Proven Headline Formulas and Why They Work

magazine headlinesFriday, I gave some examples of killer headlines that grab your attention.

Sure, they’re formulas. They’ve been used over and over since the days of John Caples and Eugene Schwartz.

The question is, why do these headline formulas work so well? What makes us keep reading (or clicking)?

Curiosity

They make you wonder how something could possibly be true, or what the connection between two unrelated things could be. They set up a contradiction, like “Eat More and Weigh Less.” That doesn’t sound right, so you want to find out more about it.

Or, the headline asks a question, such as “Do you make these common marketing mistakes?” The only way to find out is to read more.

Problem-solving

An easy solution to a tough problem. People struggle with weight, setting up a blog, getting rid of weeds, etc. A headline that promises that it can help you fix what’s bothering you will be very powerful.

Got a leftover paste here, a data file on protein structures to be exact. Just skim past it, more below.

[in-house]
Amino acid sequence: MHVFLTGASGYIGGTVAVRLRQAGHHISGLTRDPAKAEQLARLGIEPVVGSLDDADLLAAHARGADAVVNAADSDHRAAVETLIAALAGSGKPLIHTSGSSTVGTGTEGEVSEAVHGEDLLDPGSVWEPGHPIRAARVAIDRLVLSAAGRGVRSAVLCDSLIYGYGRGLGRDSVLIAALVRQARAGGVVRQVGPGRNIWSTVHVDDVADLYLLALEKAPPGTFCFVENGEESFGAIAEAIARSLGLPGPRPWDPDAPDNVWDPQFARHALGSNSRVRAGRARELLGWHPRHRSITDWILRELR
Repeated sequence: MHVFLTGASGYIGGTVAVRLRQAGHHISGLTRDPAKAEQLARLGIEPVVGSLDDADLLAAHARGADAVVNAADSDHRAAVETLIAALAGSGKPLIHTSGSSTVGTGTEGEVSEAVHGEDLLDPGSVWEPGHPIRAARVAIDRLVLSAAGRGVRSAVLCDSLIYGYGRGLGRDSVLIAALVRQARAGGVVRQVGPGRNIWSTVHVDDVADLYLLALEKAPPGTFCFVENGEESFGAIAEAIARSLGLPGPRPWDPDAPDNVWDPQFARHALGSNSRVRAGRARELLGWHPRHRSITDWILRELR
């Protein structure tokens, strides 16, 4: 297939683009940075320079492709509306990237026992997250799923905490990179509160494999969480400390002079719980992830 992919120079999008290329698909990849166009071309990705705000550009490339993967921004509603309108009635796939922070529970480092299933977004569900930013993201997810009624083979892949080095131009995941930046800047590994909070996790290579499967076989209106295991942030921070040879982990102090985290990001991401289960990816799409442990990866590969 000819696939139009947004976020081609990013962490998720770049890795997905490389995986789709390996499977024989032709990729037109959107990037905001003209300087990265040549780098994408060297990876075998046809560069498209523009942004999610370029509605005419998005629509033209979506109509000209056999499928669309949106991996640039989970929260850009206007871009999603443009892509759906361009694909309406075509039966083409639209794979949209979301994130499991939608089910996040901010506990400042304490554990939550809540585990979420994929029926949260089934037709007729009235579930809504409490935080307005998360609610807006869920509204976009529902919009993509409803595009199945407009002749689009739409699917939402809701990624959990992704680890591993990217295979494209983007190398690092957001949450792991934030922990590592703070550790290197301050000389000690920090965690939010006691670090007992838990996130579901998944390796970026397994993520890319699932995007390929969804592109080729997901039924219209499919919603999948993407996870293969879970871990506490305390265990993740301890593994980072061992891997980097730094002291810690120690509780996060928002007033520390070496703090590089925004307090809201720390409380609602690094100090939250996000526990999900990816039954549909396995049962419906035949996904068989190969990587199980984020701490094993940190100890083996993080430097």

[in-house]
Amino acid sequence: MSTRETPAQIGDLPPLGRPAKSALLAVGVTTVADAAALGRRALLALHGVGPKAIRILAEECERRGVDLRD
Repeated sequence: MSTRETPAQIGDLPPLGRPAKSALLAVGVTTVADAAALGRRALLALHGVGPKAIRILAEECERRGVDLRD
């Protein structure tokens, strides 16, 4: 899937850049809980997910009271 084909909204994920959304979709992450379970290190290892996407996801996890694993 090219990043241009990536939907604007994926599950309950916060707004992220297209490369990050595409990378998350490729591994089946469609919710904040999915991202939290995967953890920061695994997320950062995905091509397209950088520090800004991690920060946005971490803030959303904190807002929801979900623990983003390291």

Promises and inside information

Headlines that make big claims or promise you’ll learn secrets or inside tips. Headlines such as “Retire Early Without Being Rich” or “Secrets the SEO Experts Don’t Want You to Know” promise access to information that other people don’t have information that will help you get something you want, such as more money or a better ranking on Google.

What makes you stop and read a headline?

Image thanks to:  Robert Couse-Baker

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